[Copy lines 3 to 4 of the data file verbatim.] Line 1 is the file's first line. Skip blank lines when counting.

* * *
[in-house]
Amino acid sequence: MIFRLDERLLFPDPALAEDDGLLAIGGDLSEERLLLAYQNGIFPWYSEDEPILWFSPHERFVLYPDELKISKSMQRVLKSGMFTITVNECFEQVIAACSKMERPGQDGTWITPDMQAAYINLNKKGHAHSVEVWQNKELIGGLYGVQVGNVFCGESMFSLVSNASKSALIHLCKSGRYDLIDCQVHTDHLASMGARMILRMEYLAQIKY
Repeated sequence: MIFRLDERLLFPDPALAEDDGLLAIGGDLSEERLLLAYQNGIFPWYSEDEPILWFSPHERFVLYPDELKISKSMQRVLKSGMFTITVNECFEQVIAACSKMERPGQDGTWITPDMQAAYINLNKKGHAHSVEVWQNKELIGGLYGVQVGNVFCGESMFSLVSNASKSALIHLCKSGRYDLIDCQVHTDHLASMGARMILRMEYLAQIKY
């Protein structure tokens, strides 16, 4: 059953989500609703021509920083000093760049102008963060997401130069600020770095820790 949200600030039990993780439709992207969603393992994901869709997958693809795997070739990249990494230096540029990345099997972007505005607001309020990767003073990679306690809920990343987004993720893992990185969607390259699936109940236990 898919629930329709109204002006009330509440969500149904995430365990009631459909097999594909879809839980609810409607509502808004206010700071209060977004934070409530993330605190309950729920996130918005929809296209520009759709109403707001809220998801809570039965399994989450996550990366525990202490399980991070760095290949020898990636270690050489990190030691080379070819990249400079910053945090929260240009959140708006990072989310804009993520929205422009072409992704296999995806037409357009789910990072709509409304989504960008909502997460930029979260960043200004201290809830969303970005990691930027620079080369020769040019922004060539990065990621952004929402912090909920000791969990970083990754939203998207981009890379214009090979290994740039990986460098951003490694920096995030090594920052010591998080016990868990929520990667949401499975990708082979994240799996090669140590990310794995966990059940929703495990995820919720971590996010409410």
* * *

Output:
Repeated sequence: MIFRLDERLLFPDPALAEDDGLLAIGGDLSEERLLLAYQNGIFPWYSEDEPILWFSPHERFVLYPDELKISKSMQRVLKSGMFTITVNECFEQVIAACSKMERPGQDGTWITPDMQAAYINLNKKGHAHSVEVWQNKELIGGLYGVQVGNVFCGESMFSLVSNASKSALIHLCKSGRYDLIDCQVHTDHLASMGARMILRMEYLAQIKY
């Protein structure tokens, strides 16, 4: 059953989500609703021509920083000093760049102008963060997401130069600020770095820790 949200600030039990993780439709992207969603393992994901869709997958693809795997070739990249990494230096540029990345099997972007505005607001309020990767003073990679306690809920990343987004993720893992990185969607390259699936109940236990 898919629930329709109204002006009330509440969500149904995430365990009631459909097999594909879809839980609810409607509502808004206010700071209060977004934070409530993330605190309950729920996130918005929809296209520009759709109403707001809220998801809570039965399994989450996550990366525990202490399980991070760095290949020898990636270690050489990190030691080379070819990249400079910053945090929260240009959140708006990072989310804009993520929205422009072409992704296999995806037409357009789910990072709509409304989504960008909502997460930029979260960043200004201290809830969303970005990691930027620079080369020769040019922004060539990065990621952004929402912090909920000791969990970083990754939203998207981009890379214009090979290994740039990986460098951003490694920096995030090594920052010591998080016990868990929520990667949401499975990708082979994240799996090669140590990310794995966990059940929703495990995820919720971590996010409410």